I also note the similarities between styles of consumption, though obviously this holds for plenty of other things--many lolis quickly learn the lingo, how to tap into the second-hand market, to collect as many items as possible, to lust after coveted prints, and to be very resilient towards questioning why they like what they like. Loli becomes not a fashion, a pattern of consumption, but a whole identity.

Fish Monkey said...

Hi Furious pear Pie!

First of all, thanks for linking your blog. Amazing stuff.

And yes, you are absolutely right; I kind of vacillated about whether to define what I mean by geeks, since there are so many, but basically my experience as a fantasy writer lies primarily with SF/F fandoms; while otaku and cos-players, for example, certainly would also qualify, I didn't include them as clothing is actually a part of their identity more often than not; the same goes for a variety of fashion geeks, of course.

I also left out steampunk, since this is one of the geek subcultures very much centered on the clothing, and embodies several of the points you bring up -- such as creating a feel with the costume rather than being specifically representative of a particular time, invisibility of PoCs, and rampant Orientalism and appropriation.

Thanks so much for commenting!

Anonymous said...

Oh, thank you for your kind words, and indeed for writing this post in the first place! :-{D I felt I could add stuff about lolita fashion because it seemed you'd left a space for other people to talk about their experiences.

There's also another thread in your post I want to pick up and expand upon, which is social ineptitude and how it relates to self-fashioning. Firstly, let me say that my own awkwardness definitely isn't the same kind of behaviour that enables male geeks to harrass women at conventions (and, arguably, write women in really creepy ways, because oh these men, especially male geeks, are especially incapable of understanding "mysterious" women and their seasons!). But it is kind of a point of identity for me as it does shape how I inhabit and relate to the world. I'll spare you all the stories; suffice to say that I am both extremely shy and introverted with few friends and avoid large parties as much as possible. I have made basically all of my friends via the internet. The people closest to me understand how to help me manage myself when I need to be functional in social situations. I don't think I am sad or anything, it's just how I am.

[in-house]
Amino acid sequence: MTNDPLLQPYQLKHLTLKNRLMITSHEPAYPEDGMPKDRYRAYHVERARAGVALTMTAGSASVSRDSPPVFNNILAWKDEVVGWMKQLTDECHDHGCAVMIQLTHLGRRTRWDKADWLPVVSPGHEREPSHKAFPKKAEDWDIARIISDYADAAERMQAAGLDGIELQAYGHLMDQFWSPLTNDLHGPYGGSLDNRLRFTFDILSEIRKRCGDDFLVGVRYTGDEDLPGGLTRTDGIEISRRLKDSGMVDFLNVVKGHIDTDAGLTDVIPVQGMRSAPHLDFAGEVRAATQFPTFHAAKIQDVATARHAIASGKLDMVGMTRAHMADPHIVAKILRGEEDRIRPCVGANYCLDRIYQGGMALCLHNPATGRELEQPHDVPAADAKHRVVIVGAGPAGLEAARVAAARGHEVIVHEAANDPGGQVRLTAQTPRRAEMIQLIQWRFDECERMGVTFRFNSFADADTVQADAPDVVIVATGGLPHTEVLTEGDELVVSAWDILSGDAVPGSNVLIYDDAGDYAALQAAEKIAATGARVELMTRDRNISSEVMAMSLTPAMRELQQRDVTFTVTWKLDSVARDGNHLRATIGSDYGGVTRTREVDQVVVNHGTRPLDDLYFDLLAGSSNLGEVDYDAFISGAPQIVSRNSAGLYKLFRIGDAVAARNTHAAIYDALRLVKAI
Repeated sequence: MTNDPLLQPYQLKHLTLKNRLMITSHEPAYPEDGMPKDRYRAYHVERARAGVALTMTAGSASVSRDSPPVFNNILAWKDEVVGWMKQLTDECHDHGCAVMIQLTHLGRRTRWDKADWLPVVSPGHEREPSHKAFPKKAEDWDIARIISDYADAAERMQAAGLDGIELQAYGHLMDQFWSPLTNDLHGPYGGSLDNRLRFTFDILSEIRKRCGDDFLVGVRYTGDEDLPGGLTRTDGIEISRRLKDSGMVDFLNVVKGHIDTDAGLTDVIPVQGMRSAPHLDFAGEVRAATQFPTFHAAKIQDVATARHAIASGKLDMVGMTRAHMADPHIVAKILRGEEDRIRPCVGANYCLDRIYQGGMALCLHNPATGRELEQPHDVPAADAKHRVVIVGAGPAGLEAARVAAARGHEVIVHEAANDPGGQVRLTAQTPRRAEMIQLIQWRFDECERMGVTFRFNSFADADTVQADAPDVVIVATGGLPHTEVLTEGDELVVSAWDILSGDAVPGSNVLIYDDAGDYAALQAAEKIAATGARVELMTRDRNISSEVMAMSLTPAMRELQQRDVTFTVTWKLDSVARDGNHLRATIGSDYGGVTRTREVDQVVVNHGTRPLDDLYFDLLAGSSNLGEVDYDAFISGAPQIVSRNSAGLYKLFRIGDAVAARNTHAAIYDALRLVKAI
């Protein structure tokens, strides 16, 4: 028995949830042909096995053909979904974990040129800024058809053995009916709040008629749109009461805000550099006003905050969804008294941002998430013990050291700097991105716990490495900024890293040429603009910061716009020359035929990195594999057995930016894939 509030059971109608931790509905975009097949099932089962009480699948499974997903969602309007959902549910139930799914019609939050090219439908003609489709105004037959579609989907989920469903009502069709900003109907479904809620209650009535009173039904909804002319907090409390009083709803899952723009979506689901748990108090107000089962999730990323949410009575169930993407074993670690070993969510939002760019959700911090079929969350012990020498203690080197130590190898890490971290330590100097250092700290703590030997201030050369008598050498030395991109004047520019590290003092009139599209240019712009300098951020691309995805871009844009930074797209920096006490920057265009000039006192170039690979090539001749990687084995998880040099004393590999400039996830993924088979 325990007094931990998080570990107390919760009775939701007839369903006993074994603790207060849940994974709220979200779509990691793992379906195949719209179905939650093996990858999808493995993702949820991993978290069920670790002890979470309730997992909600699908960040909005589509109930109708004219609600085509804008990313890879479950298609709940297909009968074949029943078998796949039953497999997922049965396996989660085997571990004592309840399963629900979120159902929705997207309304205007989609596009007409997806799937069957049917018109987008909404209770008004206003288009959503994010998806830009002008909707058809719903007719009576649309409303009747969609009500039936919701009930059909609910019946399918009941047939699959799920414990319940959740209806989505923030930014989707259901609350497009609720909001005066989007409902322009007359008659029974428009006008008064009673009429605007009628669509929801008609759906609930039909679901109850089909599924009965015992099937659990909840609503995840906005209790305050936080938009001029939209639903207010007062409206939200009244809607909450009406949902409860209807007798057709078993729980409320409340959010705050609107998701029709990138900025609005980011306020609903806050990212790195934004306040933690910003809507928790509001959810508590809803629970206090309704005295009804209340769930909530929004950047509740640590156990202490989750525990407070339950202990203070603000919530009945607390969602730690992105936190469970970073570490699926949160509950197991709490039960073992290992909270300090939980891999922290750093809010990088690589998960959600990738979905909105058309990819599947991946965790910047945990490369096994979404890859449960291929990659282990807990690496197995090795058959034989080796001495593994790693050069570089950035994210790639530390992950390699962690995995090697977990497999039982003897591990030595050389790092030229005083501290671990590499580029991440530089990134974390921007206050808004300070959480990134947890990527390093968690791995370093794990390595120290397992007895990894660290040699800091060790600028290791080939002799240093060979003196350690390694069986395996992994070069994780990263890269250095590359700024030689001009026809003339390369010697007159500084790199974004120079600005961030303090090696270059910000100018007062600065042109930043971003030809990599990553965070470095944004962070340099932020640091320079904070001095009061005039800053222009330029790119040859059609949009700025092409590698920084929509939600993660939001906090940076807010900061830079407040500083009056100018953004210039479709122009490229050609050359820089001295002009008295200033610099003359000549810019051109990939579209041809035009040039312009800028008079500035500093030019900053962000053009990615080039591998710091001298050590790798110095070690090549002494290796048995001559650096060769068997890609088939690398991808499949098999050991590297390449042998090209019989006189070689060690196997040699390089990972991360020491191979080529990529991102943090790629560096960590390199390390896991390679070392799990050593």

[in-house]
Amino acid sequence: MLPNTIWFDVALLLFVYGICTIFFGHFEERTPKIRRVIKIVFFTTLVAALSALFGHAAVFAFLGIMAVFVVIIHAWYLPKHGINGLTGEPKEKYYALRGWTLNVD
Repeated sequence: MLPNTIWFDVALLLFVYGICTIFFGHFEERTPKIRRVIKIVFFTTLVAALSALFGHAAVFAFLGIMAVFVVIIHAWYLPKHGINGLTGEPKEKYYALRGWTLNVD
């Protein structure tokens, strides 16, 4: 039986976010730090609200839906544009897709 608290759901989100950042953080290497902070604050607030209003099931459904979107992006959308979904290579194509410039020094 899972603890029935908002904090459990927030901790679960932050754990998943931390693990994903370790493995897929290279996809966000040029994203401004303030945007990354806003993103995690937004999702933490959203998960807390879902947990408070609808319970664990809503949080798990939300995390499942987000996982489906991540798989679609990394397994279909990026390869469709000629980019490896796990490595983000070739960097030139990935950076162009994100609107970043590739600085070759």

One of my dear friends, Mary, also sometimes wears loli and generally dresses in extraordinarily fabulous clothes. She has interests which might also be described as geeky, but I don't know if she in any way identifies as a geek. We are definitely also both shy and introverted. Our reasons for wearing outlandish clothing overlap--she describes it perfectly in her writing: '...wearing over-the-top fashion is like creating an extrovert self that people can make friends with.' (She also writes with great intelligence, humour, and wit about the intersection of fashion with many other interesting topics, like body size and gender.) Our clothes say: I can't always be outwardly interesting through verbal conversations, but hey, my garms are pretty awesome. Oh, and I hate eye-contact, lift your peepers and check out my unexceptionably smart hat instead.

For me, the clothing performs several functions: 1) to provide a talking point and visual point of interest to people I want to talk to; 2) to build up my own self-confidence by inhabiting a particular image that inspired my outfit that day; 3) to insulate myself against the conversation of people I do not want to talk to. I like layers; they are warm and stylish, and I can draw them haughtily around myself as I quit the room.

So, yes, just thought I'd add a bit more about how fashion can be used to communicate to others as a complement to shyness and/or introversion. In case it's interesting. Or something.

Fish Monkey said...

Oh totally! For shy/introverted people, fashion is such a great tool. I always believed that refusing fashion because OMG GIRLY AND SHALLOW is often short-sighted (I understand some people may have no interest in it, but I am talking about rejection) because it means surrendering a good portion of self presentation to the world. I edited an anthology of UF about fashion recently, and here's the introduction to it where I talked about fashion as identity-tool:

I will check out your friend's posts! This blog is also about intersection of fashion with feminism and labor movement and body politics, so I hope you poke around and maybe find something else.